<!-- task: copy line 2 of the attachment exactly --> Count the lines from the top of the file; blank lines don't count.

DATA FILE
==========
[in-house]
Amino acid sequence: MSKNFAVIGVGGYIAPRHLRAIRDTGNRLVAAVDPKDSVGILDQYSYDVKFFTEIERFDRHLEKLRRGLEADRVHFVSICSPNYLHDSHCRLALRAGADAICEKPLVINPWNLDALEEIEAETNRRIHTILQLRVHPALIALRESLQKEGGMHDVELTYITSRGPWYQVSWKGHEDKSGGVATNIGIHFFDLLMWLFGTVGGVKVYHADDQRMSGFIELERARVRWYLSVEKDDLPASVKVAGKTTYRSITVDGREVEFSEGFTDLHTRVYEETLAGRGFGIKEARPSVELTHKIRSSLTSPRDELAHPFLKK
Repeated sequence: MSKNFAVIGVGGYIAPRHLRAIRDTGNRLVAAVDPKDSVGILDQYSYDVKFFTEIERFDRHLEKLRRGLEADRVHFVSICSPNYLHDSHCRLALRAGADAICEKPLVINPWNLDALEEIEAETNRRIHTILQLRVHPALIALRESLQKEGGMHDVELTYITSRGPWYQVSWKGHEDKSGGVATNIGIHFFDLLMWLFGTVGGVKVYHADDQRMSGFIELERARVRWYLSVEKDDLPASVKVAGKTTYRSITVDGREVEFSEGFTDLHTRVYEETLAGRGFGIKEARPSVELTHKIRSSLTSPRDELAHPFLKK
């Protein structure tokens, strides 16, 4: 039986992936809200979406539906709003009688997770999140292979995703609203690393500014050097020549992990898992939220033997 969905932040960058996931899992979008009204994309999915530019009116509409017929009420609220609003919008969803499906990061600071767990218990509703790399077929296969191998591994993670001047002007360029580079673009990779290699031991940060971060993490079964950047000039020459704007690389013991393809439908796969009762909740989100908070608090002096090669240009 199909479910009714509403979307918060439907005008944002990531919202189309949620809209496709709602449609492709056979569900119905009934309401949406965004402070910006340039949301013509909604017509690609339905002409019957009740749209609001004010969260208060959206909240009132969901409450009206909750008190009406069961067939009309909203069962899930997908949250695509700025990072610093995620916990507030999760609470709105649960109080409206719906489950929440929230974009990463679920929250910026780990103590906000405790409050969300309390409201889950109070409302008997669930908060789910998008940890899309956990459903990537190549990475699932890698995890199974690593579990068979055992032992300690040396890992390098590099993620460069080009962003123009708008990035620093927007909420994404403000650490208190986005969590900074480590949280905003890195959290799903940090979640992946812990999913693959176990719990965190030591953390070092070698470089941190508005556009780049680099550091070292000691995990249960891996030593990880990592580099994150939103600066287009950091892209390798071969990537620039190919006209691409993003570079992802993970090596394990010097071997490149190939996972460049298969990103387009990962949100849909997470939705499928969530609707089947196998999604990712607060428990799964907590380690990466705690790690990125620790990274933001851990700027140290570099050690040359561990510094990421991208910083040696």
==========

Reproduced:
Amino acid sequence: MSKNFAVIGVGGYIAPRHLRAIRDTGNRLVAAVDPKDSVGILDQYSYDVKFFTEIERFDRHLEKLRRGLEADRVHFVSICSPNYLHDSHCRLALRAGADAICEKPLVINPWNLDALEEIEAETNRRIHTILQLRVHPALIALRESLQKEGGMHDVELTYITSRGPWYQVSWKGHEDKSGGVATNIGIHFFDLLMWLFGTVGGVKVYHADDQRMSGFIELERARVRWYLSVEKDDLPASVKVAGKTTYRSITVDGREVEFSEGFTDLHTRVYEETLAGRGFGIKEARPSVELTHKIRSSLTSPRDELAHPFLKK